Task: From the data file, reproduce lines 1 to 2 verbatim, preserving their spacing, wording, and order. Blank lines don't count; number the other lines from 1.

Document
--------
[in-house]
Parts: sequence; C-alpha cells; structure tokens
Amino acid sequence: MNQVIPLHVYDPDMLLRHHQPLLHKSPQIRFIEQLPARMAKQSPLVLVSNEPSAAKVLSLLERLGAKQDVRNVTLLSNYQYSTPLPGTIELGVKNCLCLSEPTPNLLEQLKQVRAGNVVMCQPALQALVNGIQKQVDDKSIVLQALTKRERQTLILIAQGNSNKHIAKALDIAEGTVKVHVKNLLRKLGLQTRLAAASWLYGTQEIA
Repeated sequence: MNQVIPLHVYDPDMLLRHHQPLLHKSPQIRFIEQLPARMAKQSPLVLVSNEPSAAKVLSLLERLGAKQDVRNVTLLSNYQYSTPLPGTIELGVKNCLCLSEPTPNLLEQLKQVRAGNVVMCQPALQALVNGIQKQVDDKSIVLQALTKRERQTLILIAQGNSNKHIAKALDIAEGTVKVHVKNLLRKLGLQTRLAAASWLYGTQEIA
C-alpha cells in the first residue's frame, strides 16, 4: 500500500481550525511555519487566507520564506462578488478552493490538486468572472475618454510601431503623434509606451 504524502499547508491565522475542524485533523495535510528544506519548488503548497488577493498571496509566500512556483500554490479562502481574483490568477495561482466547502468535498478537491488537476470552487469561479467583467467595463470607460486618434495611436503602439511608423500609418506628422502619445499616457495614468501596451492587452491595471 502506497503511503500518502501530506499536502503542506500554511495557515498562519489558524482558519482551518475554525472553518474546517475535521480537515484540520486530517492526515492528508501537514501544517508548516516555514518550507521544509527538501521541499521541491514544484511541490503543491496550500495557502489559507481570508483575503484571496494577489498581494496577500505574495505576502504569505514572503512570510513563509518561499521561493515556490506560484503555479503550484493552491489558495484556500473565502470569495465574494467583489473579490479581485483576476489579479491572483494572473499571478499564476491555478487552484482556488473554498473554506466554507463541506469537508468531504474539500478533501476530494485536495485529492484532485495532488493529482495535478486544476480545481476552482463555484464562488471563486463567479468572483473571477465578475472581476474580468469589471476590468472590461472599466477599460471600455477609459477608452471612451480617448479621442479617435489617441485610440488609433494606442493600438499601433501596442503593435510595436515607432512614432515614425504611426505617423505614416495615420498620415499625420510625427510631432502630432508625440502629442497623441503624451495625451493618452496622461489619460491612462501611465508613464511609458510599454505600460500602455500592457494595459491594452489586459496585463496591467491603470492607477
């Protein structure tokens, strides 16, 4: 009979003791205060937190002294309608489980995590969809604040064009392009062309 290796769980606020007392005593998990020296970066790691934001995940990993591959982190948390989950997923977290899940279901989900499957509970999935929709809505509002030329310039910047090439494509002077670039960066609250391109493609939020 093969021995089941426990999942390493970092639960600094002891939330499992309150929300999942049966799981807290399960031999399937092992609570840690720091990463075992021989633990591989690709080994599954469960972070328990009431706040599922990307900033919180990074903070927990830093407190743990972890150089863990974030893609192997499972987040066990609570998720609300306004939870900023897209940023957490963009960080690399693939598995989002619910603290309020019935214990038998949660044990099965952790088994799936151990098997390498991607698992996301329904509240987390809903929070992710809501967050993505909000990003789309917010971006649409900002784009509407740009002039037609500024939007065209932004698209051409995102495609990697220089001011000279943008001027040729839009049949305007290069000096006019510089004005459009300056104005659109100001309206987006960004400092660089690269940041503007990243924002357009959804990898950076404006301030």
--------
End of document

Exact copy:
[in-house]
Parts: sequence; C-alpha cells; structure tokens